Richard Banner


1968 Psychedelic Red 
Ludwig Drumset

Ludwig Drums:

For my drumming needs I use two drum sets, a custom made set and a 1968 Ludwig drum set. My first quality set was the 1968 psychedelic red Ludwig drum set I purchased used some twenty-five year ago. It has a rich full tone that adapts to almost any musical situation. From Rock, Rhythm and Blues, to Jazz Fusion, I've played them all on that set with gratifying results. Therefore, when I was hired in 1998 to play in the blues band for the awarded winning play "Thunder Knocking on the Door" my first choice was my Ludwig drum set. It always sounds great, and with my Zildjian cymbals, I can loose.

Zildjian Cymbals:

I've used Zildjian cymbals for more then a quarter of a century, and my setup is built around my pride and joy, a twenty-two inch medium A (Avedis) ride cymbal I purchased in the mid-seventies. It has a defined stick sound with just enough wash, and a great bell sound. When I need something a little different I use either a twenty inch medium A ride with three rivets, or a sixties era twenty-two inch medium A ride which is actually closer in weight to today's medium-thin (even though it's cracked it still has that beautiful Tony Williams kind of sound). The rest of the setup varies among the following cymbals, all of which are A's; 16 and 18 inch medium-thin crashes, 8-12 inch splashes, 14 inch new-beat hi-hats, 16 inch hi-hats, and my other pride and joy, a 22 inch swish knocker. The cymbal setup varies depending on the musical situation, same as my drum setup. Therefore, when I am not using the Ludwig drum set I am using my custom built Rikard Drums.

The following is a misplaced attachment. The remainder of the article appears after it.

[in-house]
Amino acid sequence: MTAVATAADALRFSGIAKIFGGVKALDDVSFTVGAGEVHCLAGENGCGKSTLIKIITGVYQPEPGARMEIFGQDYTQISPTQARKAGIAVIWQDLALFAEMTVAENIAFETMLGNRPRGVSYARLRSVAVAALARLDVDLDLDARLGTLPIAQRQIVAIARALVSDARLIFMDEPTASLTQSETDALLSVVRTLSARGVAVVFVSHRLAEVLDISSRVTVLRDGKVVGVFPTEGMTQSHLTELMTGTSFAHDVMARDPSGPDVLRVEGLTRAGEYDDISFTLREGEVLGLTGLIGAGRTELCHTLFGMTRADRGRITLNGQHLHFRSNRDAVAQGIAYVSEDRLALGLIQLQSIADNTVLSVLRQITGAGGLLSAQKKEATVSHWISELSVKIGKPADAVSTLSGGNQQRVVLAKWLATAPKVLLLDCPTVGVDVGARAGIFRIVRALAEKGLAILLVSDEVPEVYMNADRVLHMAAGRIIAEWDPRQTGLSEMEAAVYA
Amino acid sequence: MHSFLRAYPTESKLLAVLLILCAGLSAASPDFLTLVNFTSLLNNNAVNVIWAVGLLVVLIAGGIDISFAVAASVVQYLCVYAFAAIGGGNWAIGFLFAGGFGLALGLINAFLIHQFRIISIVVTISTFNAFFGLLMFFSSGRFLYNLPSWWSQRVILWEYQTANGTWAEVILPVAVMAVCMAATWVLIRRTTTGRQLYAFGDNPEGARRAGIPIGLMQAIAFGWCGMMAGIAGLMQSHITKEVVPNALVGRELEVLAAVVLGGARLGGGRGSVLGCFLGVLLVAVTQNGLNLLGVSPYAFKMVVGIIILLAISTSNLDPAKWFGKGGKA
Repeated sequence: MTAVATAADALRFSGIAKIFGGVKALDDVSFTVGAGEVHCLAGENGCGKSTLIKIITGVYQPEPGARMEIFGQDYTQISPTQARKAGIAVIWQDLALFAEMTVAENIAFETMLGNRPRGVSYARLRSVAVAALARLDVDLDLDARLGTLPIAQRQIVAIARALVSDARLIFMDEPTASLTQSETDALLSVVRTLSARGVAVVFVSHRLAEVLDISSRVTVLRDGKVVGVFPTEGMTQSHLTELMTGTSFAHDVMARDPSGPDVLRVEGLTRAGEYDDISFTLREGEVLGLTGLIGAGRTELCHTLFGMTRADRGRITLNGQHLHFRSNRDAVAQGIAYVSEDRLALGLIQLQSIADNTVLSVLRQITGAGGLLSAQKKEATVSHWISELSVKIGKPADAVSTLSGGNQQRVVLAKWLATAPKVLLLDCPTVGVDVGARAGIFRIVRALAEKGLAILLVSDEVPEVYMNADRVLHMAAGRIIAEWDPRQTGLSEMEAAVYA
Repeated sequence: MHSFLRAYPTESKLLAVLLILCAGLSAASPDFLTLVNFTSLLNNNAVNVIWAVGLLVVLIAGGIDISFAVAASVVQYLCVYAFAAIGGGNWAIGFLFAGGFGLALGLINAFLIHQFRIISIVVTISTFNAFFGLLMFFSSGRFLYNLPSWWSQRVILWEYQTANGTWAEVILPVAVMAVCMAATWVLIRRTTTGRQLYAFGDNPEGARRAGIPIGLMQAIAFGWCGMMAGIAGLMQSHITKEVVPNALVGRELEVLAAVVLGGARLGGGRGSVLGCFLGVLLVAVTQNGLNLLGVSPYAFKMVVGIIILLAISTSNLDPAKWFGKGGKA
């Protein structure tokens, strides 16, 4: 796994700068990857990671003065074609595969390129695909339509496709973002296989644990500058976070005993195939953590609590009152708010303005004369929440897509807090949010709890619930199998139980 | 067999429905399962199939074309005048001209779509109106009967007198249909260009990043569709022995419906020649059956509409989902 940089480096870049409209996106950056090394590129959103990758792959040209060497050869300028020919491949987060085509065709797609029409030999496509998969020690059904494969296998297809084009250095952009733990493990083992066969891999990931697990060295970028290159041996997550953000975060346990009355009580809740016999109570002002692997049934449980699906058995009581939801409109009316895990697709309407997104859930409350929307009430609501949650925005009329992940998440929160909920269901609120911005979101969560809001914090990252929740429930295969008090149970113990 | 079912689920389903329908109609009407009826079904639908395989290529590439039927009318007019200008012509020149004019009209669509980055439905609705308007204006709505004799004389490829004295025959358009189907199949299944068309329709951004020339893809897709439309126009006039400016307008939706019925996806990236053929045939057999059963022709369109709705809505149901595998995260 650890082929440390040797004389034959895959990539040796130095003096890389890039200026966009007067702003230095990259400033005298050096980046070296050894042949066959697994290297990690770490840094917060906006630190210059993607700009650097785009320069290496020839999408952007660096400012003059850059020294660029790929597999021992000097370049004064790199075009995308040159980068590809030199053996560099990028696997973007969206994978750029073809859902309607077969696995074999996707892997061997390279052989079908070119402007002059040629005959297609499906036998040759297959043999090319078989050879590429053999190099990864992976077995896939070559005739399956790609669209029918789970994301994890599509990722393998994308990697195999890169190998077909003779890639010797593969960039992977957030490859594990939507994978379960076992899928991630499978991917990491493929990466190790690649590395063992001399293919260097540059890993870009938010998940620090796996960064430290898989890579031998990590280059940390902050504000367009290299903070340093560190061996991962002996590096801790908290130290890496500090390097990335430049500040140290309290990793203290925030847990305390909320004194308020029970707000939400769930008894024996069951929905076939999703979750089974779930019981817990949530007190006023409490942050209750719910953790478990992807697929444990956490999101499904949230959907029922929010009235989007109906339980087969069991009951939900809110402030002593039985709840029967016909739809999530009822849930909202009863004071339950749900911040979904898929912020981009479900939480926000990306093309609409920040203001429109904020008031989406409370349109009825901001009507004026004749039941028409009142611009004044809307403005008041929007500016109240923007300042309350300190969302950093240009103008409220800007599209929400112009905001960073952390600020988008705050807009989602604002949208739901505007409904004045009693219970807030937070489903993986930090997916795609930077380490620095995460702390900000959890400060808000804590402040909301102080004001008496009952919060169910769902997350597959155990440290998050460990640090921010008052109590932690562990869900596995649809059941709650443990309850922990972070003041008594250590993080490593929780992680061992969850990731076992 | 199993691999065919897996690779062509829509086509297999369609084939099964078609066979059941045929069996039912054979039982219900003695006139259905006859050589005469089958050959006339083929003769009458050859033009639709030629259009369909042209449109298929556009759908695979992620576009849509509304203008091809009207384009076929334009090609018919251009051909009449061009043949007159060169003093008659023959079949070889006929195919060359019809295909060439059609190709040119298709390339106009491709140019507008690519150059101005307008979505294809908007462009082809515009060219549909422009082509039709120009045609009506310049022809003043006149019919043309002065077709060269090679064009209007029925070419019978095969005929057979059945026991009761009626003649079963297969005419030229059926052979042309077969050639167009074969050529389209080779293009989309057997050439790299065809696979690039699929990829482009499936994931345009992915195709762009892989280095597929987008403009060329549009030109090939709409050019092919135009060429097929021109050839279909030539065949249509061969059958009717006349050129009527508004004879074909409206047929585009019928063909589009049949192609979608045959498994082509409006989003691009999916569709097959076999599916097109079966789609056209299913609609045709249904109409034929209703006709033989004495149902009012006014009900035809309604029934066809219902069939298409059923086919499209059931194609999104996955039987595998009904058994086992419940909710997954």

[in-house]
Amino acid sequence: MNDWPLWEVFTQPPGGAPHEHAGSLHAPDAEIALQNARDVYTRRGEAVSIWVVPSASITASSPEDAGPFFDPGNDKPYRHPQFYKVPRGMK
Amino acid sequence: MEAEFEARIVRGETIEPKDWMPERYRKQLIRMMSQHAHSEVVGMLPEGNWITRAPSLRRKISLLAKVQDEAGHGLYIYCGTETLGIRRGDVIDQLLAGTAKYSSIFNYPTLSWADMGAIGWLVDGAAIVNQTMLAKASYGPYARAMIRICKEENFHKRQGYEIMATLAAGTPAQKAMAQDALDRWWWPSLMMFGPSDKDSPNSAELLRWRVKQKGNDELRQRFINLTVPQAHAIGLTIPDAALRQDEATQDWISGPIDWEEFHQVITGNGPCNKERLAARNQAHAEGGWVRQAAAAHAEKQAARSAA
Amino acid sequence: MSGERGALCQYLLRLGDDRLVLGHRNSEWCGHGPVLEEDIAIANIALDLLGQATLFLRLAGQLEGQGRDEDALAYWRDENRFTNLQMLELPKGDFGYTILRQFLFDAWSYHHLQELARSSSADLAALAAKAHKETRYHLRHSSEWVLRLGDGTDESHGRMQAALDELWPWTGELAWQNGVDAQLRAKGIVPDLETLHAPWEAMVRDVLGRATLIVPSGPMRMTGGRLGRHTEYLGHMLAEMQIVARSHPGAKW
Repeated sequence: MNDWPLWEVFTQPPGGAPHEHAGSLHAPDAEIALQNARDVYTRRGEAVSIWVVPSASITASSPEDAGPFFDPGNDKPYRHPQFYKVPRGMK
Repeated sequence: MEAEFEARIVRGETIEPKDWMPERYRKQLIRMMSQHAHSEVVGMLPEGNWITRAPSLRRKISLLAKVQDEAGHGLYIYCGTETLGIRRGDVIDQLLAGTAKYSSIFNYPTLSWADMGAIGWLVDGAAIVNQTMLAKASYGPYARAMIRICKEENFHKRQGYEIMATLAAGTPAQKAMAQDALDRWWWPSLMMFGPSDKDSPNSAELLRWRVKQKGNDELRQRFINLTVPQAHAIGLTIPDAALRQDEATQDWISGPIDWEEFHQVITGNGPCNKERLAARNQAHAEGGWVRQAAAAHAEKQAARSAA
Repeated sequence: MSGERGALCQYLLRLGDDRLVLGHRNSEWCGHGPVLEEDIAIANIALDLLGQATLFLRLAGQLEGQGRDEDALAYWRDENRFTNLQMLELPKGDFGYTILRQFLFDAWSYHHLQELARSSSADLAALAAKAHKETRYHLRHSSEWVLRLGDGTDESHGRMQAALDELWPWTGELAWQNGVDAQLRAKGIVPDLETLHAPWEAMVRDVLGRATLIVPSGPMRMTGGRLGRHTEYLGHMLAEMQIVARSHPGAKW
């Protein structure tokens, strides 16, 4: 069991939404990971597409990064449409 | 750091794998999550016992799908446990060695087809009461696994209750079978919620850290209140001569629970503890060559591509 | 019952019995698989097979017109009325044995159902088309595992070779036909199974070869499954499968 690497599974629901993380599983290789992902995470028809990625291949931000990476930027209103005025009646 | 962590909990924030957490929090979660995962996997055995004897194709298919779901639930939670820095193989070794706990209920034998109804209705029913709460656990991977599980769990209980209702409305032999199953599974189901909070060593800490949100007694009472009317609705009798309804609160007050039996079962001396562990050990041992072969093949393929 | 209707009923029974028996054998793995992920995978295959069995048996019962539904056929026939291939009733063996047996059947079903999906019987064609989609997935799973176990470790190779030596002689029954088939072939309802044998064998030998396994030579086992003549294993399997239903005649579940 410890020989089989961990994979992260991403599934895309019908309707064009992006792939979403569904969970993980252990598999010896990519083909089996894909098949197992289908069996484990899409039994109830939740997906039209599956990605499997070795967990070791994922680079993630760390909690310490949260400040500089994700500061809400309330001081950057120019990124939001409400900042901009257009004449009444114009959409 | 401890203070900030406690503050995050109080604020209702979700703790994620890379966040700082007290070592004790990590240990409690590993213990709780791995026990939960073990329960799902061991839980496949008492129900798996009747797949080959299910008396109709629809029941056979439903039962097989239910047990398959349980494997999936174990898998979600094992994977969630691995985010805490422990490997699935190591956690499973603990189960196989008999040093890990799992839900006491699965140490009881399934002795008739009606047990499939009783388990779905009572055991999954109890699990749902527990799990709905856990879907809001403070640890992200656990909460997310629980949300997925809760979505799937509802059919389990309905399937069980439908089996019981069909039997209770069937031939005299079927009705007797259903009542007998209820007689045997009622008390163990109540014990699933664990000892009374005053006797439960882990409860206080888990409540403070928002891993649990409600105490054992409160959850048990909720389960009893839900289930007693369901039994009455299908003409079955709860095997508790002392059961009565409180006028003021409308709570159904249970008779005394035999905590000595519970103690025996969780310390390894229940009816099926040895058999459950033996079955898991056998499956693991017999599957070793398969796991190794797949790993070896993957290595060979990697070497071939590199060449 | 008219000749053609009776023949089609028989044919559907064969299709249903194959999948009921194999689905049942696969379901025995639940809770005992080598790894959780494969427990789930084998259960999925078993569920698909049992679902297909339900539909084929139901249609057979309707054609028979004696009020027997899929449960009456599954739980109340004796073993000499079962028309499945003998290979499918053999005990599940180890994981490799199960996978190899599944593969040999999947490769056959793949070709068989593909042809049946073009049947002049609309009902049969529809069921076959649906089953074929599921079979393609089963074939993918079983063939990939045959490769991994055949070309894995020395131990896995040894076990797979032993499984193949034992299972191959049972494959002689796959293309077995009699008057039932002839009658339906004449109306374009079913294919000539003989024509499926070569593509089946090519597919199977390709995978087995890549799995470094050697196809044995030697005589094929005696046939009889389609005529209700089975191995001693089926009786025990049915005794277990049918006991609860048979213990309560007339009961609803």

Rikard Drums Custom made, 
100% Maple Keller drum shells

Rikard Drums:

Some years ago I was thinking of buying a new drum set primarily for jazz and small group applications (you know, smaller drums with full rich tones). After sampling a variety of drums I decided to build my own drum set using 100% maple Keller drum shells. That was a great decision because not only did I save thousands of dollars, it allowed me to shave the bearing edges in a unique way for a certain kind of sound. So, a drum set and three snare drums later, I'm making plans to build a new drum set next year.

MalletKat Pro

MalletKat Pro:

The MalletKat Pro is a one-piece, three-octave percussion controller that can be expanded to five octaves. I use it in it's original form of three octaves which is plenty for me. It allows you to split or layer with independent midi channels, ranges, velocity curves, and transpositions. It also has the capability to dampen notes and send aftertouch. You can even adjust the pad response to accommodate your playing style. My favorite things about the MalletKat is that it is quiet enough to practice at almost anytime of day, and it's portability.

Axis Bass Drum Pedal

Axis Bass Drum Pedal & Hi-Hat Stand:

A few years ago I decided to change from a single bass drum pedal to a double. Unfortunately for me my Speed King pedal was not available in a double pedal configuration.
Axis Hi-Hat Stand
I tried several different chain drive pedals and did not like the feel. As a result I chose the Axis drum pedal (which has a metal strap instead of a chain). I purchased a single bass drum pedal and love it from the first time I put my foot on the pedal footboard. The next week I bought a piggyback unit for double pedal configuration. I've used my Axis pedal for more than ten years and it still feels like new. This is a great pedal. With the bass drum pedal holding up so well I decided to purchase an Axis hi-hat stand. Like the bass drum pedal it feels great and both are made with aircraft grade aluminum. This material allow Axis pedals to be strong yet lightweight.

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